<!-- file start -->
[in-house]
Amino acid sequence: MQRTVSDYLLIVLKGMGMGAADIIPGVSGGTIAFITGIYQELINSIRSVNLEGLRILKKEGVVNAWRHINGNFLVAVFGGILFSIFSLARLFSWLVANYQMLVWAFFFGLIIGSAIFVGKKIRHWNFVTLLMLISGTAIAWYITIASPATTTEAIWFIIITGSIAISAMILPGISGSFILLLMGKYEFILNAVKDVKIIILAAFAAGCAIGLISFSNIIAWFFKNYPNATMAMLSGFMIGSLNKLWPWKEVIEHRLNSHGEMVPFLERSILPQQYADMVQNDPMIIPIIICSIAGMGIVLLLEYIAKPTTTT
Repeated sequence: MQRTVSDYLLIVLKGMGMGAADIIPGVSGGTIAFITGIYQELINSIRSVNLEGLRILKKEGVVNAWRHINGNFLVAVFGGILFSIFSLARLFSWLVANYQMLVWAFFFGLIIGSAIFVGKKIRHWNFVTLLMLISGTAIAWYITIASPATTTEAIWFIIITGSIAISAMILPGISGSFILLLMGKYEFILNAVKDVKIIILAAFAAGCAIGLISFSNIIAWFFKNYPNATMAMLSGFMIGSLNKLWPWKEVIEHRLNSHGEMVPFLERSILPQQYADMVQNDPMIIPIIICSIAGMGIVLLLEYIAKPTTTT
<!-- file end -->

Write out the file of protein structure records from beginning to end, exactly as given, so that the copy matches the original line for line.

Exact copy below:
[in-house]
Amino acid sequence: MQRTVSDYLLIVLKGMGMGAADIIPGVSGGTIAFITGIYQELINSIRSVNLEGLRILKKEGVVNAWRHINGNFLVAVFGGILFSIFSLARLFSWLVANYQMLVWAFFFGLIIGSAIFVGKKIRHWNFVTLLMLISGTAIAWYITIASPATTTEAIWFIIITGSIAISAMILPGISGSFILLLMGKYEFILNAVKDVKIIILAAFAAGCAIGLISFSNIIAWFFKNYPNATMAMLSGFMIGSLNKLWPWKEVIEHRLNSHGEMVPFLERSILPQQYADMVQNDPMIIPIIICSIAGMGIVLLLEYIAKPTTTT
Repeated sequence: MQRTVSDYLLIVLKGMGMGAADIIPGVSGGTIAFITGIYQELINSIRSVNLEGLRILKKEGVVNAWRHINGNFLVAVFGGILFSIFSLARLFSWLVANYQMLVWAFFFGLIIGSAIFVGKKIRHWNFVTLLMLISGTAIAWYITIASPATTTEAIWFIIITGSIAISAMILPGISGSFILLLMGKYEFILNAVKDVKIIILAAFAAGCAIGLISFSNIIAWFFKNYPNATMAMLSGFMIGSLNKLWPWKEVIEHRLNSHGEMVPFLERSILPQQYADMVQNDPMIIPIIICSIAGMGIVLLLEYIAKPTTTT